So you want to link to pissnet

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This manual will guide you step-by step on how to compile, configure and link your server to Pissnet.

Step 0: Contemplate your life choices

  • You sure you want to do this?
    • Really? I'm sorry.
  • Just make sure this is something you really want to do. We'd like for people to be able to not only set up a server, but also keep it maintained and updated.
  • With great power comes great responsibilipee.
  • At minimum, you'll need to know your way around a shell and be able to self diagnose your own issues on your own server. We'll try to help out but a lot of the time it's your own config that needs tweaking and only you can do that for yourself.
  • That said... UnrealIRCd is pretty simple and easy to set up and we've git things well documented here.

Important note:

  • It is highly advised that you don't use your own home computer or home internet connection if you're able to. There are many options for free-tier (or free trial with generous credits) cloud VMS providers... Including Oracle, AWS and Google. Other providers are quite inexpensive, running about $3 to $5 a month for the lowest spec vServer, which is more than plenty for an IRCd. Linode, Vultr, Hetzner, OVH, DigitalOcean, BuyVM are options if you want to get away from the 'big three.' A lot of it comes down to personal preference. Just about anything that can give you a Linux "box" is able to run UnrealIRCd. If this is your first time running a cloud service and you're not quite sure where to start, Oracle is probably the most documented and it's fairly straightforward. They have an always free tier with generous quotas, but they do require a credit card for sign-up (which is not stored on the account).

Step 1: Preparing your system

  • We will be building the IRCd from source, so of course you will need a few tools, like: git, gcc, etc.
    • On Ubuntu, Debian and the like, you can install these with apt install git build-essential python3 libssl-dev
  • It is usually a good idea to run UnrealIRCd on it's own user. You can create a ircd user with adduser --disabled-password --shell /bin/bash --gecos "User" ircd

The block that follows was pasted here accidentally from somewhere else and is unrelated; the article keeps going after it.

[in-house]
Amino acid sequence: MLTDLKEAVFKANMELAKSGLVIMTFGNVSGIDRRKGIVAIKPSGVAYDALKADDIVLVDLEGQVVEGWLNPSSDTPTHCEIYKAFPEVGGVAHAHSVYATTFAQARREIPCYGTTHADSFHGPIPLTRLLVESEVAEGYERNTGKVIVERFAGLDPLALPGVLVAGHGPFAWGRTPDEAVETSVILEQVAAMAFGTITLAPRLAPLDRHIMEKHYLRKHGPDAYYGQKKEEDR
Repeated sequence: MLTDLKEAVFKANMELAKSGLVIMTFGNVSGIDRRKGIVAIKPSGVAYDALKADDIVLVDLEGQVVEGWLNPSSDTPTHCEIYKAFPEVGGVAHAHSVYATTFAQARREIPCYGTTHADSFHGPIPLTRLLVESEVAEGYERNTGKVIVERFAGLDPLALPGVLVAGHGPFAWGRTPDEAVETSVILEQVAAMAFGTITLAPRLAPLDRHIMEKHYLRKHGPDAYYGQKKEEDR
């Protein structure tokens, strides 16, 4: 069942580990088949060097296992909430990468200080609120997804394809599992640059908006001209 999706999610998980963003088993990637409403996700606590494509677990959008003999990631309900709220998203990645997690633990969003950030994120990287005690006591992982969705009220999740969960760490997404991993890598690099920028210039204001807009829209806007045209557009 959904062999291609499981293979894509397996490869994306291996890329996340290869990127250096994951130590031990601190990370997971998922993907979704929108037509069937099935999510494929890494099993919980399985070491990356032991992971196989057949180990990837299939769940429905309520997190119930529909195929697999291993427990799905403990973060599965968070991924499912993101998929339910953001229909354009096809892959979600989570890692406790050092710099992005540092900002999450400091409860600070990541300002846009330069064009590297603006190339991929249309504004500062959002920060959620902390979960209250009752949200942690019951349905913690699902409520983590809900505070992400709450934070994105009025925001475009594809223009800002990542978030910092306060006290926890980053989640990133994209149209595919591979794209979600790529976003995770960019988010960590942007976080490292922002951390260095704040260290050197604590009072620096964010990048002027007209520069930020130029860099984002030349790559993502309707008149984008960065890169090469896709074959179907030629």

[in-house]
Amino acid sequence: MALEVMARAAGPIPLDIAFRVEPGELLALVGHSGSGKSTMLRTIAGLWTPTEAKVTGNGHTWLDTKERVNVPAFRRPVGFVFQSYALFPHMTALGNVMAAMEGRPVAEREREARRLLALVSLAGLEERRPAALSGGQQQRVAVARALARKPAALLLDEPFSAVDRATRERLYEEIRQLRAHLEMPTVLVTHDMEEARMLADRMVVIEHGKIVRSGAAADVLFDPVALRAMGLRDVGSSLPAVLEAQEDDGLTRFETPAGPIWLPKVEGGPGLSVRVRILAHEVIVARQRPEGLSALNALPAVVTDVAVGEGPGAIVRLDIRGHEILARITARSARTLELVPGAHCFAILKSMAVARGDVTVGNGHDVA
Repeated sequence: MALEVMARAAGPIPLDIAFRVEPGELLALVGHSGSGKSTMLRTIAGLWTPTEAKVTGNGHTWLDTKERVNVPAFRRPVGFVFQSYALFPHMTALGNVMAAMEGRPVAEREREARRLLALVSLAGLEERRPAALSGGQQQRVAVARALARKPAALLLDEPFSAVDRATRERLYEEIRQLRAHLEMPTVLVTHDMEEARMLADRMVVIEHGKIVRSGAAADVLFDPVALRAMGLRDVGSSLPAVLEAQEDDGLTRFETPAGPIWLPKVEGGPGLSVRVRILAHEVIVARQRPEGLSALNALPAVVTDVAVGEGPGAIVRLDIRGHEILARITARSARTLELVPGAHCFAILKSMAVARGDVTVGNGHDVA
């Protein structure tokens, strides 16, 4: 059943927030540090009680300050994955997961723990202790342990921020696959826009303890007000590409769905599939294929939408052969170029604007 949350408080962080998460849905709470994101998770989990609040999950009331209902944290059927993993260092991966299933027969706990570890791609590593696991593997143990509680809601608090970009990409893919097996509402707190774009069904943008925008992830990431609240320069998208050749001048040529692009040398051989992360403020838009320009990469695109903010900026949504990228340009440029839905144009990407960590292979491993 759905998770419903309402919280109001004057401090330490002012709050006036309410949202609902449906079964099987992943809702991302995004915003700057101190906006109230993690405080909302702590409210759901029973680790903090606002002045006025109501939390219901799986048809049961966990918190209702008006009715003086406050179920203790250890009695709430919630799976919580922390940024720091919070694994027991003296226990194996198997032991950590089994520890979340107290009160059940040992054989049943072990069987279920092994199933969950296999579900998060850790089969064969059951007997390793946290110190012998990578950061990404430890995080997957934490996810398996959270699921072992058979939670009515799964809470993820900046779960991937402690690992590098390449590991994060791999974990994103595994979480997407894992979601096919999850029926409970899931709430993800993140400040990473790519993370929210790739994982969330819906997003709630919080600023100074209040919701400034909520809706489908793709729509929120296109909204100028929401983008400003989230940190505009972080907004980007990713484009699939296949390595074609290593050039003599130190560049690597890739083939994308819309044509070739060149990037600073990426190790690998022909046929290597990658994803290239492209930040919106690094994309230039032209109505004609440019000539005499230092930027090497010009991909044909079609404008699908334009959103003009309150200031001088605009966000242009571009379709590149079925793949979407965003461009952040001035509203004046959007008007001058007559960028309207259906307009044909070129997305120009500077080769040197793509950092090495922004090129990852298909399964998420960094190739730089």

• Switch to the new ircd user with sudo -iu ircd

Step 2: Downloading and building the IRCd

We will download PissIRCd, which is a fork of UnrealIRCd with a few modules and patches that are useful for pissnet.

  • Get the PissIRCd source code with git clone
  • Configure it for compilation with cd pissircd && ./Config
  • The script will ask you a few questions. It is recommended to pick the defaults for everything, so you can just hit enter on every question.
  • After you finish configuring, you can now compile and install PissIRCd with make && make install

Step 3: Configuring your brand new IRCd

  • Grab the Optimal linking script of doom and execute it in your server. The script will ping every pissnet hub and give you the link block for the three hubs with the lowest ping. Save those link blocks for later.
    • If you decide to not link directly to one of the hubs, it is still a good idea to add a hub (or two) to your config (but not with autoconnect) so that you have backup links if your main link should ever drop.
  • Go to the ircd directory (with cd ~/unrealircd) and copy the example file to its final location (cp conf/examples/example.conf conf/unrealircd.conf)
  • Edit the conf/unrealircd.conf with your favorite text editor. The parts you want to change are:
    • The me {} block:
      • name is the name of your server. It doesn't need to resolve to your server, but it's a plus if it does. You can find available domains at Domains.
      • info a description for your server, you can be creative here.
      • sid is an identifier for your server and it should be unique. You can check out the Great big-ass server list of doom to find an unused one for your server.
    • The admin {} block: